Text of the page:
“I think that mental rehearsal is every bit as important as physical rehearsal.” – Phil Mickelson
A question for you: What do you intend to happen in your next round?
Do you have positive intentions in mind, or are you thinking about what you don’t want to happen?
The images you put into your mind can have a big influence on the actual outcome in anything you do.
One technique that all the top players I’ve worked with (or interviewed) have used, is mental rehearsal or “positive visualization”.
What I mean here is visualizing (imagining) your future success. In this article, I’m going to share a little of the science behind how and why it works, and how you can use it to perform better on the course.
Jack Nicklaus said that he believes that 50% of his success was down to having imagined it before it happened. Muhammad Ali, said he would mentally rehearse all his fights and see himself victorious, before the real event.
Why does mental rehearsal for golf work?
The research that has been done on this area of cognitive psychology and neuroscience shows that there are many similarities between how the brain processes things that are real and imagined. E.g. imagining saying a word stimulates the same area of the brain as actually saying that word out loud. The same goes for movement. So how does this help us as golfers? It means that we can do a lot of work on our games, by using mental rehearsal! If the brain has already practiced what you need it to do, it will be (more) ready to do it for real in your actual round.
In any activity you do, whether it’s a presentation at work or an important round of golf, you will usually perform better if you feel prepared. For a presentation you would probably rehearse it several times before the real thing. In the same way, you can get even more prepared for a round of golf by rehearsing it in your mind. This will give you a (much needed) sense of familiarity and comfort when you are actually playing.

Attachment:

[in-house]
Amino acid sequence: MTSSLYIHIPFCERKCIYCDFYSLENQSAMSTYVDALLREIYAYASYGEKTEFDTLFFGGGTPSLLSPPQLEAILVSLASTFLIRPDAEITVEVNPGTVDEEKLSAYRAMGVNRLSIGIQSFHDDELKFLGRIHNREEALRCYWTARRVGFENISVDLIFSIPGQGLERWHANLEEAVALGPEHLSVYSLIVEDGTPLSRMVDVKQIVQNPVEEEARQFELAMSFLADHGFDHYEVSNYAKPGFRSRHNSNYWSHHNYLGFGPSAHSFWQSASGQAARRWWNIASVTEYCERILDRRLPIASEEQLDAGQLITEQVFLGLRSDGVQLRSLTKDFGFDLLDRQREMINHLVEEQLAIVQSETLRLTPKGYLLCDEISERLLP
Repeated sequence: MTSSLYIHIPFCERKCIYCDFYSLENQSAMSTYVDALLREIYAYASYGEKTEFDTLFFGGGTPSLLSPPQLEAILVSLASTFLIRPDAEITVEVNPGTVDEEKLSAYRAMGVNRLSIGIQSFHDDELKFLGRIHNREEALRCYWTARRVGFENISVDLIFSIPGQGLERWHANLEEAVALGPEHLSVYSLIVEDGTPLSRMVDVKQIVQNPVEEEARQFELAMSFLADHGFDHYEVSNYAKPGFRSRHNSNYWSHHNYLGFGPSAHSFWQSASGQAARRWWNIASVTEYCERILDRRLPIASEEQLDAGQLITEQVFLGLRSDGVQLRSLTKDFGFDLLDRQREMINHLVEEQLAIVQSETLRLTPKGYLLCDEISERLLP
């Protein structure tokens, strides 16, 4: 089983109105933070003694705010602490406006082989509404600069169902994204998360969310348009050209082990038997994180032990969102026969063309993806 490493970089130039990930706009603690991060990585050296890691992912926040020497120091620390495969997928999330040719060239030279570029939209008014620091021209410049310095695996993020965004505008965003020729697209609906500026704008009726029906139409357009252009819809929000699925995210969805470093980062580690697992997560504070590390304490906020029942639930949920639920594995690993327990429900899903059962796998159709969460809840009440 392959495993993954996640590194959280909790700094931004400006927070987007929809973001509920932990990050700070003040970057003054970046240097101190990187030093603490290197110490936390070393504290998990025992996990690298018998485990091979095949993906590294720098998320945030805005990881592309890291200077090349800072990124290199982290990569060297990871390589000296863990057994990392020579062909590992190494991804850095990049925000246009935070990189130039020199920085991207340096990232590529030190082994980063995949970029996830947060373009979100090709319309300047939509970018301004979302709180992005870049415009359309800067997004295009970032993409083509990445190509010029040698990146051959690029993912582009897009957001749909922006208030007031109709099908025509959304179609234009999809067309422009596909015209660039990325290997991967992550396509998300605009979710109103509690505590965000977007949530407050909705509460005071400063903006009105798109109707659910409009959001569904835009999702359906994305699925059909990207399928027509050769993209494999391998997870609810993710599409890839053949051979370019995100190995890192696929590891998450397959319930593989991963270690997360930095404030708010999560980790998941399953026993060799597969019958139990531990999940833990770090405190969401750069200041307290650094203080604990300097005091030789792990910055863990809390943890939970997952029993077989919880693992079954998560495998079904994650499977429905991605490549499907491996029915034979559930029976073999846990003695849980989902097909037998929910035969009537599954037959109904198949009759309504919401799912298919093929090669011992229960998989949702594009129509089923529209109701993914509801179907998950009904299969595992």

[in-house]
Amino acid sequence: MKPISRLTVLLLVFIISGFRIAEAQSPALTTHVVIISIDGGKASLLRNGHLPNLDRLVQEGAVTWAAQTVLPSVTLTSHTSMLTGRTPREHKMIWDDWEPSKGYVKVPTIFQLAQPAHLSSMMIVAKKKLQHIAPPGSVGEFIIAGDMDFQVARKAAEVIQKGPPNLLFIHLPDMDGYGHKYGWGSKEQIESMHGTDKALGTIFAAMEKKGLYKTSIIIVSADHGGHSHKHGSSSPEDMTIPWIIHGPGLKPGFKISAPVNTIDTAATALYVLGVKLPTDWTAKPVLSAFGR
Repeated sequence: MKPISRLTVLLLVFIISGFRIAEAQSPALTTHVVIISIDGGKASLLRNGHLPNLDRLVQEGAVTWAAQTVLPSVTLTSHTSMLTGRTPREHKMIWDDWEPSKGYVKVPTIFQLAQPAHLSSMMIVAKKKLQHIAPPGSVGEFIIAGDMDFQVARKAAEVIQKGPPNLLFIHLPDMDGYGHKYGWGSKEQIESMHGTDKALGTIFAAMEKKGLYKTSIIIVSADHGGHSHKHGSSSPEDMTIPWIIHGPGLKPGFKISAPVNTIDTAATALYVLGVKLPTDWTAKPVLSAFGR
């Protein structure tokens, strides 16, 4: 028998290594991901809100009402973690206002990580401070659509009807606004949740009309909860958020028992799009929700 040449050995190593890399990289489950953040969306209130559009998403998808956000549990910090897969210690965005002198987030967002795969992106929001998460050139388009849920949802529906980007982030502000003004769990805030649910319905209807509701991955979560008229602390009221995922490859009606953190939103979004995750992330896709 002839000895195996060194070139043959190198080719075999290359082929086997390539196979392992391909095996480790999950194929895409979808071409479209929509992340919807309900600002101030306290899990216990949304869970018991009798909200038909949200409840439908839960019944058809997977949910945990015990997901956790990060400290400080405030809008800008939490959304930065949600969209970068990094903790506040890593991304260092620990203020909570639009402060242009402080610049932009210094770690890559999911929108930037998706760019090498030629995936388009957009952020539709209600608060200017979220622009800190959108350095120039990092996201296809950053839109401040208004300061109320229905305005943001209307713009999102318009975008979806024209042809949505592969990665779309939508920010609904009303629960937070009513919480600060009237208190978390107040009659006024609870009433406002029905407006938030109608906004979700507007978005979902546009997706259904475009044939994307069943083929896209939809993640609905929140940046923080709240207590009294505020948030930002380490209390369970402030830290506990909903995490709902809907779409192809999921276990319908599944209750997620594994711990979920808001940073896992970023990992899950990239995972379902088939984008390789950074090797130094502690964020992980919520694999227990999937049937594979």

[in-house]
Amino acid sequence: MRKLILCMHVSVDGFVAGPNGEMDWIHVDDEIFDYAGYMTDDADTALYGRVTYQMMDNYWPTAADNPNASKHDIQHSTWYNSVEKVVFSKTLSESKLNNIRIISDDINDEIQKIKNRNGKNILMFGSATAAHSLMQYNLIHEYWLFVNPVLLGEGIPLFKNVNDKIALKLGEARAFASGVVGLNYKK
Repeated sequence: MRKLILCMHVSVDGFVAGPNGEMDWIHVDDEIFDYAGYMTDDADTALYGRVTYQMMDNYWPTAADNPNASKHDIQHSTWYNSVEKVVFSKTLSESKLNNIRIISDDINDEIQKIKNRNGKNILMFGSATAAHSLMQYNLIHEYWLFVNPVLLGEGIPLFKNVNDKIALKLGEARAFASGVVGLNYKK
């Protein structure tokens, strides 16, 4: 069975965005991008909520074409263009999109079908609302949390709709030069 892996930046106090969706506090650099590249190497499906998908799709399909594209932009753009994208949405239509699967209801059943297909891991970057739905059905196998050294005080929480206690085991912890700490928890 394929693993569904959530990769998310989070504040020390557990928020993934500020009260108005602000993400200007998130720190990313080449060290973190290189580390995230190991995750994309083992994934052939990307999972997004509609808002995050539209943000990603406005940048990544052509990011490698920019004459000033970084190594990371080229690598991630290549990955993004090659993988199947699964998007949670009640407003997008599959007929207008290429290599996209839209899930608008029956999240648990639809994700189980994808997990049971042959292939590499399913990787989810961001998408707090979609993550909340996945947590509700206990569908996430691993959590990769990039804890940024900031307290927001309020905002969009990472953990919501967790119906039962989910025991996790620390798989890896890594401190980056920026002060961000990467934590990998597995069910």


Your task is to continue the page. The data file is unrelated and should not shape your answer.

Seeing yourself being successful will make you feel more confident, it’s that simple. I’m not saying that all confidence comes from within, but you can certainly increase it with mental rehearsal. If you have already “seen” yourself being successful with the pressure of playing in a big event, that’s going to be a nice confidence booster.
It quietens your mind before a round
If you focus on what you don’t want to happen before a round or shot, it’s going to cause stress, tension and fill your head with negative mental chatter. However, if you focus on a positive intention i.e. images of you executing your plan exactly as you intend, this will lower stress and quieten your mind.
It can sharpen your skills
Functional equivalence is a theory that proves that imagined actions have the similar “internal representation” as actual (real) experiences. An example of this is the work done by Dr. Richard Suinn with Olympic Skiers at the University of Colorado.
As part of a research experiment, Dr. Suinn had a group of Olympic Skiers close their eyes and imagine going down a specific down-hill ski run. After performing the exercise several times, he attached electrodes to the bodies of the skiers and had them repeat the exercise. What he discovered, was that the muscles that would be used for real were “firing” at the same time as the skiers imagined turning to go through gates on the ski slope. In other words, they were stimulating the same muscles they would use on a real run, by simply imagining it!